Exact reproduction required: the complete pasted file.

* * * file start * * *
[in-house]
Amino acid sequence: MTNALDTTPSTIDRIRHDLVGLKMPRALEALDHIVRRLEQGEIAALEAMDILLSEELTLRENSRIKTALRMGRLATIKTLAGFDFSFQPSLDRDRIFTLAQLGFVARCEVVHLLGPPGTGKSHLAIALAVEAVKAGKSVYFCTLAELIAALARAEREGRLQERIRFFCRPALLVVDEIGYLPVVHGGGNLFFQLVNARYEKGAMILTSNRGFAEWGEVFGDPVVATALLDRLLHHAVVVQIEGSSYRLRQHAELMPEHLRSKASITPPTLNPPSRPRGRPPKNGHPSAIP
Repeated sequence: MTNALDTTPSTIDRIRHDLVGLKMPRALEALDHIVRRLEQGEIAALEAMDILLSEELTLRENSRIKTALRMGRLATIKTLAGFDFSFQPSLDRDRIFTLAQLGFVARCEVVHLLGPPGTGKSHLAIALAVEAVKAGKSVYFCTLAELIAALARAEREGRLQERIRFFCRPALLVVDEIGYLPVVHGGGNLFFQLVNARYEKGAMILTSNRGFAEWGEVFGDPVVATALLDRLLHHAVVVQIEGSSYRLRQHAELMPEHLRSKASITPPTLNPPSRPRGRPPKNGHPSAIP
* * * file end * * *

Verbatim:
[in-house]
Amino acid sequence: MTNALDTTPSTIDRIRHDLVGLKMPRALEALDHIVRRLEQGEIAALEAMDILLSEELTLRENSRIKTALRMGRLATIKTLAGFDFSFQPSLDRDRIFTLAQLGFVARCEVVHLLGPPGTGKSHLAIALAVEAVKAGKSVYFCTLAELIAALARAEREGRLQERIRFFCRPALLVVDEIGYLPVVHGGGNLFFQLVNARYEKGAMILTSNRGFAEWGEVFGDPVVATALLDRLLHHAVVVQIEGSSYRLRQHAELMPEHLRSKASITPPTLNPPSRPRGRPPKNGHPSAIP
Repeated sequence: MTNALDTTPSTIDRIRHDLVGLKMPRALEALDHIVRRLEQGEIAALEAMDILLSEELTLRENSRIKTALRMGRLATIKTLAGFDFSFQPSLDRDRIFTLAQLGFVARCEVVHLLGPPGTGKSHLAIALAVEAVKAGKSVYFCTLAELIAALARAEREGRLQERIRFFCRPALLVVDEIGYLPVVHGGGNLFFQLVNARYEKGAMILTSNRGFAEWGEVFGDPVVATALLDRLLHHAVVVQIEGSSYRLRQHAELMPEHLRSKASITPPTLNPPSRPRGRPPKNGHPSAIP